Truly inefficient or providing better quality of care? Analysing the relationship between risk-adjusted hospital costs and patients' health outcome

Nils Gutacker*, Chris Bojke, Silvio Daidone, Nancy J. Devlin, David Parkin, Andrew Street

*Corresponding author for this work

Research output: Contribution to journalArticlepeer-review

Abstract

Observed variation in hospital costs may be attributable to differences in patients' health outcomes. Previous studies have resorted to inherently incomplete outcome measures such as mortality or re-admission rates to assess this claim. This study makes use of a novel dataset of routinely collected patient-reported outcome measures (PROMs) linked to inpatient records to (i) access the degree to which cost variation is associated with variation in patients' health gain and (ii) explore how far judgement about hospital cost performance changes when health outcomes are accounted for. We use multilevel modelling to address the clustering of patients in providers and isolate unexplained cost variation. We find some evidence of a U-shaped relationship between risk-adjusted costs and outcomes for hip replacement surgery. For three other procedures (knee replacement, varicose vein and groin hernia surgery), the estimated relationship is sensitive to the choice of PROM instrument. We do not observe substantial changes in cost performance estimates when outcomes are explicitly accounted for.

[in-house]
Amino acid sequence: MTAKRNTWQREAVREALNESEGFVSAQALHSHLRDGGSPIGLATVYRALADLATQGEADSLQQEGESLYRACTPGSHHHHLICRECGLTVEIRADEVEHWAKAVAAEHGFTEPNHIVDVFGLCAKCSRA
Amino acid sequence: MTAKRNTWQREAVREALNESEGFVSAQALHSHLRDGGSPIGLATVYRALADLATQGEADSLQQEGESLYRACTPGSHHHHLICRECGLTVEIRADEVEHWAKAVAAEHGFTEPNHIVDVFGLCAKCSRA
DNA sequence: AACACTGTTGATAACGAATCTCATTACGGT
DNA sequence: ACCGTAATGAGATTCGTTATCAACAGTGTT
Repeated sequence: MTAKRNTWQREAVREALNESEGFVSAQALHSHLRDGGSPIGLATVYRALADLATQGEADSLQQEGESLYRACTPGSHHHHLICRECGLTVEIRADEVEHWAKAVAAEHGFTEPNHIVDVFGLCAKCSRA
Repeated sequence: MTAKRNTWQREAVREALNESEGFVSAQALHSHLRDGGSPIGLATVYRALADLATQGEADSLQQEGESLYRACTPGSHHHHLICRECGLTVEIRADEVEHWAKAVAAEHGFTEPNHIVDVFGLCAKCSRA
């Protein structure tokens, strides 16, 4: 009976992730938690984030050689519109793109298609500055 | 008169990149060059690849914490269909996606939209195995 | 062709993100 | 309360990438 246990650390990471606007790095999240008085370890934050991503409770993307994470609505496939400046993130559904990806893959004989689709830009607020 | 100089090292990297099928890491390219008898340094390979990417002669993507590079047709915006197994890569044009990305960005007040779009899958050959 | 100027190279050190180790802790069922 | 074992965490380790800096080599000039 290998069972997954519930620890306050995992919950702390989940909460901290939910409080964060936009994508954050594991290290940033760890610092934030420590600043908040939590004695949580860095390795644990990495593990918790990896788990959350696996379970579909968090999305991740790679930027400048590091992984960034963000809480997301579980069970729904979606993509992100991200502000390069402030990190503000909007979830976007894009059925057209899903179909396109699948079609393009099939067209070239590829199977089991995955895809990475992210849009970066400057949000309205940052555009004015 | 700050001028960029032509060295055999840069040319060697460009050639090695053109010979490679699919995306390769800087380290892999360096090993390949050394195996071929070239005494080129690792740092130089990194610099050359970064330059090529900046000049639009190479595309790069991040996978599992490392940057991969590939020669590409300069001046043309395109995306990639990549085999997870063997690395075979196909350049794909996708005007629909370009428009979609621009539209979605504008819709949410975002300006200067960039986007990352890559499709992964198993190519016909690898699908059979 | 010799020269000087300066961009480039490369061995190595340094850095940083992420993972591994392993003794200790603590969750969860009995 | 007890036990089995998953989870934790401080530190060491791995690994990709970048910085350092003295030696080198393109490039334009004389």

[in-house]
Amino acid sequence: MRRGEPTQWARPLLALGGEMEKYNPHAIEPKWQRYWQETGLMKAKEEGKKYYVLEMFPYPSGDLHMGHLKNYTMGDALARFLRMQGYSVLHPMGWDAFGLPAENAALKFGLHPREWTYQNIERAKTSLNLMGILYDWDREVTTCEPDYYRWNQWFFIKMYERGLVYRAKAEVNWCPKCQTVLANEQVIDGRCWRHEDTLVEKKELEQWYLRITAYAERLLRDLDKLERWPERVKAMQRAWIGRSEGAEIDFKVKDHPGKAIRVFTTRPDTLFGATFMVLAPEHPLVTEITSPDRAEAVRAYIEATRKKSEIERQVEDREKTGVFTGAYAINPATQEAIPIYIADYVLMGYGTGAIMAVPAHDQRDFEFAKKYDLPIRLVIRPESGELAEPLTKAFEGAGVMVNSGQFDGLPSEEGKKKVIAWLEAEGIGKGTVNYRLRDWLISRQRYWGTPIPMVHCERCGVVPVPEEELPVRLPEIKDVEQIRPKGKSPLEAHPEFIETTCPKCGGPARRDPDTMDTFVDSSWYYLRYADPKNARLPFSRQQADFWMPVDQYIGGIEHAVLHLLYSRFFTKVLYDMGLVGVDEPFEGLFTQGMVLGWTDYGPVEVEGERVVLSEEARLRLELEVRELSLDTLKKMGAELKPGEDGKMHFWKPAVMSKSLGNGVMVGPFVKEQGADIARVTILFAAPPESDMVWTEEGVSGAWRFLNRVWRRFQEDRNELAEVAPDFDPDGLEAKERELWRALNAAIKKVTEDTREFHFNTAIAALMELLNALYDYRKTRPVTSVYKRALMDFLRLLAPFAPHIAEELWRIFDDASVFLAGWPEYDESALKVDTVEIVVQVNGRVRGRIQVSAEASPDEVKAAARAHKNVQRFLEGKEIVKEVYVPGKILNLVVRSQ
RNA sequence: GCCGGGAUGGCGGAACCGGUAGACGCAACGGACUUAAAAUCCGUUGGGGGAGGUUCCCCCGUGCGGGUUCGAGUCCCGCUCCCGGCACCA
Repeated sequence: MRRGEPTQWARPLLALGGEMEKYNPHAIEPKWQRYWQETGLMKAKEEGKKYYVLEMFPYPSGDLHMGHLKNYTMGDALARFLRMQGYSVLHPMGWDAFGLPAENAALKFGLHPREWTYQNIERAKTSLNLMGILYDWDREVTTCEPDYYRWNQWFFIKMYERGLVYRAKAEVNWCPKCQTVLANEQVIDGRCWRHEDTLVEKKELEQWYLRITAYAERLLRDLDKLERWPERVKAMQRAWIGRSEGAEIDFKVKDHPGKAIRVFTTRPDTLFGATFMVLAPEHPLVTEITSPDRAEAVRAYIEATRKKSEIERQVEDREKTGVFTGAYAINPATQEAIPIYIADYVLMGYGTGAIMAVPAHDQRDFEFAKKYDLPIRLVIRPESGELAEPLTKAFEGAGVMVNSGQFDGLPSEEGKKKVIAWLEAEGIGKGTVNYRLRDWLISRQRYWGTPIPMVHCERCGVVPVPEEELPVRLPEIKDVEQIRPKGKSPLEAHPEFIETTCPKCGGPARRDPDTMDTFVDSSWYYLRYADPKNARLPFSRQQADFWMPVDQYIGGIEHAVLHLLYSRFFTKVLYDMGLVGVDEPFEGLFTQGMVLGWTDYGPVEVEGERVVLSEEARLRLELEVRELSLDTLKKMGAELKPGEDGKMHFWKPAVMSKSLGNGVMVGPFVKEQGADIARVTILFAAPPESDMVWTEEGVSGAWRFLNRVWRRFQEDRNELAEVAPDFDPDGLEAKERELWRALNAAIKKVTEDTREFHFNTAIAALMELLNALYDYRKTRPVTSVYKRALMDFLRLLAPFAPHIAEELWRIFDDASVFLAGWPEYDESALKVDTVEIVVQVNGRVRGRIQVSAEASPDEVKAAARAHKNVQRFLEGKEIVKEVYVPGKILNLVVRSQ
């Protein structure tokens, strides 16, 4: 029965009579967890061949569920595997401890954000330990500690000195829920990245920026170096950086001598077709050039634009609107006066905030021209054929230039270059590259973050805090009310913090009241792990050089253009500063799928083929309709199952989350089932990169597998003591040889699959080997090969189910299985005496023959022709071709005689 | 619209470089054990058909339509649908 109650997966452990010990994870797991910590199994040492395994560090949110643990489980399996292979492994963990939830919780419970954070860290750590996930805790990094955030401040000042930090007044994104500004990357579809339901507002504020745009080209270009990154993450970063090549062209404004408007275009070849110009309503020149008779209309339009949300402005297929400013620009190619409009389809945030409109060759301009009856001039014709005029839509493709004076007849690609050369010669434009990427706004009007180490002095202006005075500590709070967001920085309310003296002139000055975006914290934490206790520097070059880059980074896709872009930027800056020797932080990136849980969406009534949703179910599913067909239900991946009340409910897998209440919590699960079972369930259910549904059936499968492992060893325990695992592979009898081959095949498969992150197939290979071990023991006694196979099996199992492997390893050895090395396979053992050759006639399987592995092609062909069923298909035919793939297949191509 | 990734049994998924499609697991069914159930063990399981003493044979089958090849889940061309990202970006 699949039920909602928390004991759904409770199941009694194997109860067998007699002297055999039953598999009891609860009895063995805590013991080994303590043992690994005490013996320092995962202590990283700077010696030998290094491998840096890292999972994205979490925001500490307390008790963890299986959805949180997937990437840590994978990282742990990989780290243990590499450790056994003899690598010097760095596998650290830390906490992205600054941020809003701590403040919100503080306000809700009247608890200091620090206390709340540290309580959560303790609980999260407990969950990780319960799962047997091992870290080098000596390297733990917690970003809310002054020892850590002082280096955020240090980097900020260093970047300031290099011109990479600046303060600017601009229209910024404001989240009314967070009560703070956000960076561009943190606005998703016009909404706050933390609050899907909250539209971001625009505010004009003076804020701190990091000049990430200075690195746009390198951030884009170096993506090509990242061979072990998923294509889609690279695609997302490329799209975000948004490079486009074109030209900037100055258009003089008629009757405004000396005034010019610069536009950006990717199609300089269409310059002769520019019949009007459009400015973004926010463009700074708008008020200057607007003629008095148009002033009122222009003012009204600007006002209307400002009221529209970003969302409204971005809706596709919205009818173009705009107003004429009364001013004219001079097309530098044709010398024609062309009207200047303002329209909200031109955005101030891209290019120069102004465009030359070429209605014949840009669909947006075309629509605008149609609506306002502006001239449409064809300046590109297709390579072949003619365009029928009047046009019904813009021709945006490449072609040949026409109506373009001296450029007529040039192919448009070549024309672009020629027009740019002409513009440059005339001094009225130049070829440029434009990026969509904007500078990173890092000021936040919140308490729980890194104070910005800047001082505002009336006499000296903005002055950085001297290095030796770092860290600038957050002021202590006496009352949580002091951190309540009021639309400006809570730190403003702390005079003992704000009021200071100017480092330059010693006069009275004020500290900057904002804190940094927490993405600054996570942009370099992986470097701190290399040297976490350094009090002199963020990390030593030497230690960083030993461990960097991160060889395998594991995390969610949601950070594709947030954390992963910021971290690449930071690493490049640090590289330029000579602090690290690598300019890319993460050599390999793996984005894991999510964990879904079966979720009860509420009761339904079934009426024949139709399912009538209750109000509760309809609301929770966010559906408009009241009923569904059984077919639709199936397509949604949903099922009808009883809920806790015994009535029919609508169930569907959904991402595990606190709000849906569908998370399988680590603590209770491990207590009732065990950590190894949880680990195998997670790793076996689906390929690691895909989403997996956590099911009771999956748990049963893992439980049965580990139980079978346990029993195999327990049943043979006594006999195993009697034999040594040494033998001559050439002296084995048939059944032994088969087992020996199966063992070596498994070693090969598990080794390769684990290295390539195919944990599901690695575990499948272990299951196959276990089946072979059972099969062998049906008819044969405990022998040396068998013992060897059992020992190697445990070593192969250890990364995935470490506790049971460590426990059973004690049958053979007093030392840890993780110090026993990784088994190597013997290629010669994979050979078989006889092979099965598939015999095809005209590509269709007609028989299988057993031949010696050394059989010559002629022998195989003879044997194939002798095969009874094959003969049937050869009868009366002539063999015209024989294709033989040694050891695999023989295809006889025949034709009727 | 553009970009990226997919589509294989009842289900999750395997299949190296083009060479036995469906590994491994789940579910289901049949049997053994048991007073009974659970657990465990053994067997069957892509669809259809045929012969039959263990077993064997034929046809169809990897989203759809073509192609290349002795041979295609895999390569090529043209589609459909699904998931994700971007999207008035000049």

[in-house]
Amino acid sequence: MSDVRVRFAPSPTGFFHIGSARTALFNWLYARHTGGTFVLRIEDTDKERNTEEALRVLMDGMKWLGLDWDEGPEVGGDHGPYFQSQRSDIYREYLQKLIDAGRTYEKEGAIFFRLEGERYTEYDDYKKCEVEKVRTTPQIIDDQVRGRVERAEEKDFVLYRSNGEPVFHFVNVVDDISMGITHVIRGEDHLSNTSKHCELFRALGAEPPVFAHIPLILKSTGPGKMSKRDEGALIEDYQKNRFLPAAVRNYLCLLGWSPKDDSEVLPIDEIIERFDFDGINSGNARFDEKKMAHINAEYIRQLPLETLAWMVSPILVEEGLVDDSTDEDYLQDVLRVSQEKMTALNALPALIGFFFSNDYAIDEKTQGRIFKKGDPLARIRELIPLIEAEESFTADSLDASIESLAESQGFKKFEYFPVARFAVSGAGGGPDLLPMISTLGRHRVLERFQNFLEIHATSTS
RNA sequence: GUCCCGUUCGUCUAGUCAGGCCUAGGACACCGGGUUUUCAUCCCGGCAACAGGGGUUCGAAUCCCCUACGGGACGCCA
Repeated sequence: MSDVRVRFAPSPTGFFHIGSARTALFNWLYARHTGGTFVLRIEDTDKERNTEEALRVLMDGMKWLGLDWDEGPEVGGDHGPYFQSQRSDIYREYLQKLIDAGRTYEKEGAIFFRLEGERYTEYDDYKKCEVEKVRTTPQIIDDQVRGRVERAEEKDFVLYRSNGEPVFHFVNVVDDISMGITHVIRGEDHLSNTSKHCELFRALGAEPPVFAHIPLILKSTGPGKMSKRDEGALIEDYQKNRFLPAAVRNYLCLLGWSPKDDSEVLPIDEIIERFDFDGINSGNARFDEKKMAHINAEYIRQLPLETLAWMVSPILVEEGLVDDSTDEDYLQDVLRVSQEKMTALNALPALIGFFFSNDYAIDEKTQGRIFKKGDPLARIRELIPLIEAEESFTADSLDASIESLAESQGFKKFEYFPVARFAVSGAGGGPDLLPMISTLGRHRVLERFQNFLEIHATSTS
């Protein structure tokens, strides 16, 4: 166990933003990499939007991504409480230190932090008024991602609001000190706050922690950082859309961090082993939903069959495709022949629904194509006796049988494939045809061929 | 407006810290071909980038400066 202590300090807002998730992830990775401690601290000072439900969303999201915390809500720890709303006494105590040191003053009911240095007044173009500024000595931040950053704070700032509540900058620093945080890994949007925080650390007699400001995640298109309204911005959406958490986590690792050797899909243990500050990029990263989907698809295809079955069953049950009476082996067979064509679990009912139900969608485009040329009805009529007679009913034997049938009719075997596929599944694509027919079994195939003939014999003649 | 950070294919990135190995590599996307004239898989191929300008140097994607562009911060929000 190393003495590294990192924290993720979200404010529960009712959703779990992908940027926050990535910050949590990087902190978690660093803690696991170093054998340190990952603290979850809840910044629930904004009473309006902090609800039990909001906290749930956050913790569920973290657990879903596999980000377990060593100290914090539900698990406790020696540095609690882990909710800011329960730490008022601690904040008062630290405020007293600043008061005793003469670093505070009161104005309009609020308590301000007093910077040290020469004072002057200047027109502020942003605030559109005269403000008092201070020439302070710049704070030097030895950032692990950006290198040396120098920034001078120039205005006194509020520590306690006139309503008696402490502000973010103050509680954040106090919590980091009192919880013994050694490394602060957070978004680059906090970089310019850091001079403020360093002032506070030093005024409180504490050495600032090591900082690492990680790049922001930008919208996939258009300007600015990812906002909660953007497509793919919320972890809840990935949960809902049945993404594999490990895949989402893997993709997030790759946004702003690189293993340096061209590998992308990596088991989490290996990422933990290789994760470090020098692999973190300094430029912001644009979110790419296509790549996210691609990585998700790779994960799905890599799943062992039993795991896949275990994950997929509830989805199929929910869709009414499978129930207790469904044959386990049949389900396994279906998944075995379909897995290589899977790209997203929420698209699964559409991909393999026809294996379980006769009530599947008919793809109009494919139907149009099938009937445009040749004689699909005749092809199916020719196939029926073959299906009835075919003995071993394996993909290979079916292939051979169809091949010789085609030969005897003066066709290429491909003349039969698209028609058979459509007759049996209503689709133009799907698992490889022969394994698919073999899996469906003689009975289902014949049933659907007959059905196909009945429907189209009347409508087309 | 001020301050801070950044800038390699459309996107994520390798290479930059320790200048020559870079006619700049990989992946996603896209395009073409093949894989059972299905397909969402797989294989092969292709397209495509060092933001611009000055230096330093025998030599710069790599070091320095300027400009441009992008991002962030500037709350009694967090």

Original languageEnglish
Pages (from-to)931-947
Number of pages17
JournalHealth Economics
Volume22
Issue number8
Early online date10 Sep 2012
DOIs
Publication statusPublished - 2012

Keywords

  • cost-quality relationship
  • efficiency
  • hospital costs
  • patient-reported outcomes (PRO)

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